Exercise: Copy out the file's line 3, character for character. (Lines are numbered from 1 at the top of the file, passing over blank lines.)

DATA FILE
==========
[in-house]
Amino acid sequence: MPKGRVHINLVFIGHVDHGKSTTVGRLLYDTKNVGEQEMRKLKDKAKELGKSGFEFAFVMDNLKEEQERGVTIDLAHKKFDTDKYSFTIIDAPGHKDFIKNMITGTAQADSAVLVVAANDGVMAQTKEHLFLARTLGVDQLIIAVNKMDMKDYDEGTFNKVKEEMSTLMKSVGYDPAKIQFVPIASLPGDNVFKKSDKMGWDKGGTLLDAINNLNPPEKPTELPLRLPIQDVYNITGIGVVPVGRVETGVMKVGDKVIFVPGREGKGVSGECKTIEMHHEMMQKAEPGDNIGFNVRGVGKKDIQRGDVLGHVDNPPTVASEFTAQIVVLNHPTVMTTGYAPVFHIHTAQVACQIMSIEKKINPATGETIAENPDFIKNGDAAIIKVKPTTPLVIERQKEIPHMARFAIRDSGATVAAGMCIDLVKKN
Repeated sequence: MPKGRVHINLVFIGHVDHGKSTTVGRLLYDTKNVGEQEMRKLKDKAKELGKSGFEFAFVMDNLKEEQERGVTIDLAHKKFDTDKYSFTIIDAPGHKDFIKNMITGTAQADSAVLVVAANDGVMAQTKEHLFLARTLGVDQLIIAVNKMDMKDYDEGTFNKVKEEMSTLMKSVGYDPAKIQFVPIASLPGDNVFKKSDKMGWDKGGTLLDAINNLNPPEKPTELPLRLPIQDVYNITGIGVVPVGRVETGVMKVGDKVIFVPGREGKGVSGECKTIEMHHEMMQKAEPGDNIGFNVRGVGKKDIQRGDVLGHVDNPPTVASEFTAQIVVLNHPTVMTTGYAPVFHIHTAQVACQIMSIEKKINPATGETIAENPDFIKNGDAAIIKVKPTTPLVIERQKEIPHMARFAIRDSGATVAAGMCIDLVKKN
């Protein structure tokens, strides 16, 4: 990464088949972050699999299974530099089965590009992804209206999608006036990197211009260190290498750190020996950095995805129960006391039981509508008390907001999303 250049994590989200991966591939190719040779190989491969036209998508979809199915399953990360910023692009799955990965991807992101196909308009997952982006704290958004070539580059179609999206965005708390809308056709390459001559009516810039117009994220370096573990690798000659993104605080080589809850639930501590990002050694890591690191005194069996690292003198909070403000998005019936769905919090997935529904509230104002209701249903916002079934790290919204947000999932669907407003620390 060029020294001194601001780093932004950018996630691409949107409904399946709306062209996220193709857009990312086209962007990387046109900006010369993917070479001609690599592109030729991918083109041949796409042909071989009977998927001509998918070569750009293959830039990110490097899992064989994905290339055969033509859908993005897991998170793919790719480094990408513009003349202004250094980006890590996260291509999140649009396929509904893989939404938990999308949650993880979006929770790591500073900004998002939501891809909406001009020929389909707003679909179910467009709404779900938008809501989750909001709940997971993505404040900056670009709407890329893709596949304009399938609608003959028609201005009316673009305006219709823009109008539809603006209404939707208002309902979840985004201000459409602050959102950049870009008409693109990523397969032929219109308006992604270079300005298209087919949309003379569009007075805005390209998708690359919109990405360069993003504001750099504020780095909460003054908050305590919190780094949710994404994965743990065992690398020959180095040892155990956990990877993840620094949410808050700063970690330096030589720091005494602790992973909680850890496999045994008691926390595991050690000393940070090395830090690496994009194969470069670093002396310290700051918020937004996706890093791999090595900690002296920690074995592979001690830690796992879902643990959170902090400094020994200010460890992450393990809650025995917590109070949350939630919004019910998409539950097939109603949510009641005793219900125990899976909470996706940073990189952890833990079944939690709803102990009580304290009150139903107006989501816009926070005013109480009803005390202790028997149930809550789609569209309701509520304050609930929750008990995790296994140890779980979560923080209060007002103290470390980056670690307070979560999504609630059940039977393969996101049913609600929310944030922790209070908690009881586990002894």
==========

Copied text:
Repeated sequence: MPKGRVHINLVFIGHVDHGKSTTVGRLLYDTKNVGEQEMRKLKDKAKELGKSGFEFAFVMDNLKEEQERGVTIDLAHKKFDTDKYSFTIIDAPGHKDFIKNMITGTAQADSAVLVVAANDGVMAQTKEHLFLARTLGVDQLIIAVNKMDMKDYDEGTFNKVKEEMSTLMKSVGYDPAKIQFVPIASLPGDNVFKKSDKMGWDKGGTLLDAINNLNPPEKPTELPLRLPIQDVYNITGIGVVPVGRVETGVMKVGDKVIFVPGREGKGVSGECKTIEMHHEMMQKAEPGDNIGFNVRGVGKKDIQRGDVLGHVDNPPTVASEFTAQIVVLNHPTVMTTGYAPVFHIHTAQVACQIMSIEKKINPATGETIAENPDFIKNGDAAIIKVKPTTPLVIERQKEIPHMARFAIRDSGATVAAGMCIDLVKKN